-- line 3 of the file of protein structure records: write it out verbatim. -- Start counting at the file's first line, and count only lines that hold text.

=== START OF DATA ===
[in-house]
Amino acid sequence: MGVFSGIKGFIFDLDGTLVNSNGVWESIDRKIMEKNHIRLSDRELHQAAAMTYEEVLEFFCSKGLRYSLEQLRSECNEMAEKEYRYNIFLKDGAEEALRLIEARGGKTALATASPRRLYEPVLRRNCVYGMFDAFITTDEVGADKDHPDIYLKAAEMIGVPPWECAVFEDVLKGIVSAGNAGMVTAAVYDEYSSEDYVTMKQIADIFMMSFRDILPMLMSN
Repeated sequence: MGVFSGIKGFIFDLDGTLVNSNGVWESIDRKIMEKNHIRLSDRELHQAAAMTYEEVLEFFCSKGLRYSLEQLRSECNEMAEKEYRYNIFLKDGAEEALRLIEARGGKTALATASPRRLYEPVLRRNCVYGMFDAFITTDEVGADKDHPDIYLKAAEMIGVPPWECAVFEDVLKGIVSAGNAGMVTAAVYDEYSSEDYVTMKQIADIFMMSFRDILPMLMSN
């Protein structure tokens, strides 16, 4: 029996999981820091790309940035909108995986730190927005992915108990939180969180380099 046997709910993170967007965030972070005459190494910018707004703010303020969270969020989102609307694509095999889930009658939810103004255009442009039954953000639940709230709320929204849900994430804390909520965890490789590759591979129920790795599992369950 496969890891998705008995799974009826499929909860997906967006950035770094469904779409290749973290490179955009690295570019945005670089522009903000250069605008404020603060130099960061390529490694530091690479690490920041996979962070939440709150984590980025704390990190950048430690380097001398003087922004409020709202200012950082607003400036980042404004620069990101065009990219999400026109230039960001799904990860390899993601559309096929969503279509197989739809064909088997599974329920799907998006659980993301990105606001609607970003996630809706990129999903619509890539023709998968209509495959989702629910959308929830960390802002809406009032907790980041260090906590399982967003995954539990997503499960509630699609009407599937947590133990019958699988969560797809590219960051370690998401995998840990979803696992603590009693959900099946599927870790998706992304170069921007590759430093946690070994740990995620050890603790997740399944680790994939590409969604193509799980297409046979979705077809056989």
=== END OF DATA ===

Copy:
Repeated sequence: MGVFSGIKGFIFDLDGTLVNSNGVWESIDRKIMEKNHIRLSDRELHQAAAMTYEEVLEFFCSKGLRYSLEQLRSECNEMAEKEYRYNIFLKDGAEEALRLIEARGGKTALATASPRRLYEPVLRRNCVYGMFDAFITTDEVGADKDHPDIYLKAAEMIGVPPWECAVFEDVLKGIVSAGNAGMVTAAVYDEYSSEDYVTMKQIADIFMMSFRDILPMLMSN